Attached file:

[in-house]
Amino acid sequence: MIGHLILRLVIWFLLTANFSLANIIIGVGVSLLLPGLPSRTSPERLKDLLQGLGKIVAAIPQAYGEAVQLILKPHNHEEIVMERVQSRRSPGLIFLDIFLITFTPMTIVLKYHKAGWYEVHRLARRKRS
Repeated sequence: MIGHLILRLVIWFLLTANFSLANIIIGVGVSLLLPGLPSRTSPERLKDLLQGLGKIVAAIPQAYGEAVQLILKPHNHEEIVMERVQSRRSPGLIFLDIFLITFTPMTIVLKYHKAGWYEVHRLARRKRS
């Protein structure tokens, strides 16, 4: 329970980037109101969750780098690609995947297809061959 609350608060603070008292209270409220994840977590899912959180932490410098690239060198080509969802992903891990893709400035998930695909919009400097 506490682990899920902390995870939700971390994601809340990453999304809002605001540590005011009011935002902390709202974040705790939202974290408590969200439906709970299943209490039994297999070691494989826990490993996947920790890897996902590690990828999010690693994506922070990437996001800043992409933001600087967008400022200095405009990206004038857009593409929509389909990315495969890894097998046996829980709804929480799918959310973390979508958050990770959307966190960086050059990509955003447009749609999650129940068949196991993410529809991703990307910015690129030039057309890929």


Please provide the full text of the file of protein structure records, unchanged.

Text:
[in-house]
Amino acid sequence: MIGHLILRLVIWFLLTANFSLANIIIGVGVSLLLPGLPSRTSPERLKDLLQGLGKIVAAIPQAYGEAVQLILKPHNHEEIVMERVQSRRSPGLIFLDIFLITFTPMTIVLKYHKAGWYEVHRLARRKRS
Repeated sequence: MIGHLILRLVIWFLLTANFSLANIIIGVGVSLLLPGLPSRTSPERLKDLLQGLGKIVAAIPQAYGEAVQLILKPHNHEEIVMERVQSRRSPGLIFLDIFLITFTPMTIVLKYHKAGWYEVHRLARRKRS
């Protein structure tokens, strides 16, 4: 329970980037109101969750780098690609995947297809061959 609350608060603070008292209270409220994840977590899912959180932490410098690239060198080509969802992903891990893709400035998930695909919009400097 506490682990899920902390995870939700971390994601809340990453999304809002605001540590005011009011935002902390709202974040705790939202974290408590969200439906709970299943209490039994297999070691494989826990490993996947920790890897996902590690990828999010690693994506922070990437996001800043992409933001600087967008400022200095405009990206004038857009593409929509389909990315495969890894097998046996829980709804929480799918959310973390979508958050990770959307966190960086050059990509955003447009749609999650129940068949196991993410529809991703990307910015690129030039057309890929």